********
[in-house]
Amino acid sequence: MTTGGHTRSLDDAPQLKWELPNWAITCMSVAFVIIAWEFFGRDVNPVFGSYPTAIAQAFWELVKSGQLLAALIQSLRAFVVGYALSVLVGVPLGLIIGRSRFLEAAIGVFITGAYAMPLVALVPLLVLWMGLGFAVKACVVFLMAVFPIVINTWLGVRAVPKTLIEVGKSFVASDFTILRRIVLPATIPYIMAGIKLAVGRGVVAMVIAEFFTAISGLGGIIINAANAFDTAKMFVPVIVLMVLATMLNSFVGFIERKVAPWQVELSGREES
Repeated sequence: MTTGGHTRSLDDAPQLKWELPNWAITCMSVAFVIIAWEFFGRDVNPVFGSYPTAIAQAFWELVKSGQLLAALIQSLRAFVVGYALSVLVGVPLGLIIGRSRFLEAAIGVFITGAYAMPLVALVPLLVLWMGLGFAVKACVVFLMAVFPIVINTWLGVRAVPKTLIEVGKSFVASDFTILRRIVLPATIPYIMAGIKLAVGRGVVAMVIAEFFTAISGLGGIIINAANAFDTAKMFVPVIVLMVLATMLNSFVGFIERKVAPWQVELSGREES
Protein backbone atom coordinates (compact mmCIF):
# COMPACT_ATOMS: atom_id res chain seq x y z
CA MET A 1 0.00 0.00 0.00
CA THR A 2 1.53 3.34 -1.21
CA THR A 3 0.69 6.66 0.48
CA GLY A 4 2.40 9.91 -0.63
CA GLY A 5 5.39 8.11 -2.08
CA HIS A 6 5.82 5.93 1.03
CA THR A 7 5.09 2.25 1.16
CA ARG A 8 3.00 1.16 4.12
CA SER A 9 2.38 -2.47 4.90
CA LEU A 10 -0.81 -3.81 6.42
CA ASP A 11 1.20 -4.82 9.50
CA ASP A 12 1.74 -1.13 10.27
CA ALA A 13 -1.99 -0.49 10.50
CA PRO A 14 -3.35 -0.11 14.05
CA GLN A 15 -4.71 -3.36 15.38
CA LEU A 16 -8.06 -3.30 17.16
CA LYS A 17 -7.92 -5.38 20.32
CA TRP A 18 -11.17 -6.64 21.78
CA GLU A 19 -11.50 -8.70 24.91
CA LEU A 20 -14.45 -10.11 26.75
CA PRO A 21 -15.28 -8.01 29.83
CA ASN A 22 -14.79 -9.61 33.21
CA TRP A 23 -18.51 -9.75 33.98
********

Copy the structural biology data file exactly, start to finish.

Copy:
[in-house]
Amino acid sequence: MTTGGHTRSLDDAPQLKWELPNWAITCMSVAFVIIAWEFFGRDVNPVFGSYPTAIAQAFWELVKSGQLLAALIQSLRAFVVGYALSVLVGVPLGLIIGRSRFLEAAIGVFITGAYAMPLVALVPLLVLWMGLGFAVKACVVFLMAVFPIVINTWLGVRAVPKTLIEVGKSFVASDFTILRRIVLPATIPYIMAGIKLAVGRGVVAMVIAEFFTAISGLGGIIINAANAFDTAKMFVPVIVLMVLATMLNSFVGFIERKVAPWQVELSGREES
Repeated sequence: MTTGGHTRSLDDAPQLKWELPNWAITCMSVAFVIIAWEFFGRDVNPVFGSYPTAIAQAFWELVKSGQLLAALIQSLRAFVVGYALSVLVGVPLGLIIGRSRFLEAAIGVFITGAYAMPLVALVPLLVLWMGLGFAVKACVVFLMAVFPIVINTWLGVRAVPKTLIEVGKSFVASDFTILRRIVLPATIPYIMAGIKLAVGRGVVAMVIAEFFTAISGLGGIIINAANAFDTAKMFVPVIVLMVLATMLNSFVGFIERKVAPWQVELSGREES
Protein backbone atom coordinates (compact mmCIF):
# COMPACT_ATOMS: atom_id res chain seq x y z
CA MET A 1 0.00 0.00 0.00
CA THR A 2 1.53 3.34 -1.21
CA THR A 3 0.69 6.66 0.48
CA GLY A 4 2.40 9.91 -0.63
CA GLY A 5 5.39 8.11 -2.08
CA HIS A 6 5.82 5.93 1.03
CA THR A 7 5.09 2.25 1.16
CA ARG A 8 3.00 1.16 4.12
CA SER A 9 2.38 -2.47 4.90
CA LEU A 10 -0.81 -3.81 6.42
CA ASP A 11 1.20 -4.82 9.50
CA ASP A 12 1.74 -1.13 10.27
CA ALA A 13 -1.99 -0.49 10.50
CA PRO A 14 -3.35 -0.11 14.05
CA GLN A 15 -4.71 -3.36 15.38
CA LEU A 16 -8.06 -3.30 17.16
CA LYS A 17 -7.92 -5.38 20.32
CA TRP A 18 -11.17 -6.64 21.78
CA GLU A 19 -11.50 -8.70 24.91
CA LEU A 20 -14.45 -10.11 26.75
CA PRO A 21 -15.28 -8.01 29.83
CA ASN A 22 -14.79 -9.61 33.21
CA TRP A 23 -18.51 -9.75 33.98